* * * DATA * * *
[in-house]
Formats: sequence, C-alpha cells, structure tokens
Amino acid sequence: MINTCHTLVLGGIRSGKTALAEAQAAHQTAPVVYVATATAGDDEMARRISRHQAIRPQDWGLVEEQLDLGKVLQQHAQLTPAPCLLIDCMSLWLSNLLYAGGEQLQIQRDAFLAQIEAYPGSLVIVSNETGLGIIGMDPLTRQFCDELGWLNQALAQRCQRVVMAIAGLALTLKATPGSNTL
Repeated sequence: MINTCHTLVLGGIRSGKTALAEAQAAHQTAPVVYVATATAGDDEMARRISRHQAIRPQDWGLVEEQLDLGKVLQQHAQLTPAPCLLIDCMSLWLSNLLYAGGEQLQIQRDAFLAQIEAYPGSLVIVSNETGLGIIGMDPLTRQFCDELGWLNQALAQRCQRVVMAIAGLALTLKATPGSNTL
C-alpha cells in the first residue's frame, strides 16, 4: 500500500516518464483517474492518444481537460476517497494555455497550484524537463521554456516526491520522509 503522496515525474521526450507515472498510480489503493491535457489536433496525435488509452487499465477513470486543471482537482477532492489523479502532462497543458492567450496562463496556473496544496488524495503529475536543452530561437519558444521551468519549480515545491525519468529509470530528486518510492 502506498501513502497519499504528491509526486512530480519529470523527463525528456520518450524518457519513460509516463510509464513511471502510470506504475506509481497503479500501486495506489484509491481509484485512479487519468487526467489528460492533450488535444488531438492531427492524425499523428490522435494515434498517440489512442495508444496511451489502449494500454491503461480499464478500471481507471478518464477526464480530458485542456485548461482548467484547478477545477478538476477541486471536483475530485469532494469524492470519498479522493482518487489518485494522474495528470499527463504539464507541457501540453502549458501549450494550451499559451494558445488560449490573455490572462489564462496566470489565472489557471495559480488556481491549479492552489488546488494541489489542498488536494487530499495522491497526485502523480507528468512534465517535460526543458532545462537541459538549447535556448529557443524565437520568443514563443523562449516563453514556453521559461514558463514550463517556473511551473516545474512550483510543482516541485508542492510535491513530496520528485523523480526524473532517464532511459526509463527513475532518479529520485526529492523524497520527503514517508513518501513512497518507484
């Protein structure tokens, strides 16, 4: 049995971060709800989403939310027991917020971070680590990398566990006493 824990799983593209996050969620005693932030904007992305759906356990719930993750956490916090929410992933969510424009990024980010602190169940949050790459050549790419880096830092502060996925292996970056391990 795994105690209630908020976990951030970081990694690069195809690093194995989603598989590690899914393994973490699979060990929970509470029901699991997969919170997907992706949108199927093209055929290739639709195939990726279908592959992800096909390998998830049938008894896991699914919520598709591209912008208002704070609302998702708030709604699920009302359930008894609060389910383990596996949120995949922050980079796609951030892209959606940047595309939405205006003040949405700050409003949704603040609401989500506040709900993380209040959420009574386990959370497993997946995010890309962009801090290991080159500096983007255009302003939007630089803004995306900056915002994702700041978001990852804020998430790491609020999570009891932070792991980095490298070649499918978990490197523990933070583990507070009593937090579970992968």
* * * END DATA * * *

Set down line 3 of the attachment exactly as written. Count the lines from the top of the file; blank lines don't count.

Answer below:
Amino acid sequence: MINTCHTLVLGGIRSGKTALAEAQAAHQTAPVVYVATATAGDDEMARRISRHQAIRPQDWGLVEEQLDLGKVLQQHAQLTPAPCLLIDCMSLWLSNLLYAGGEQLQIQRDAFLAQIEAYPGSLVIVSNETGLGIIGMDPLTRQFCDELGWLNQALAQRCQRVVMAIAGLALTLKATPGSNTL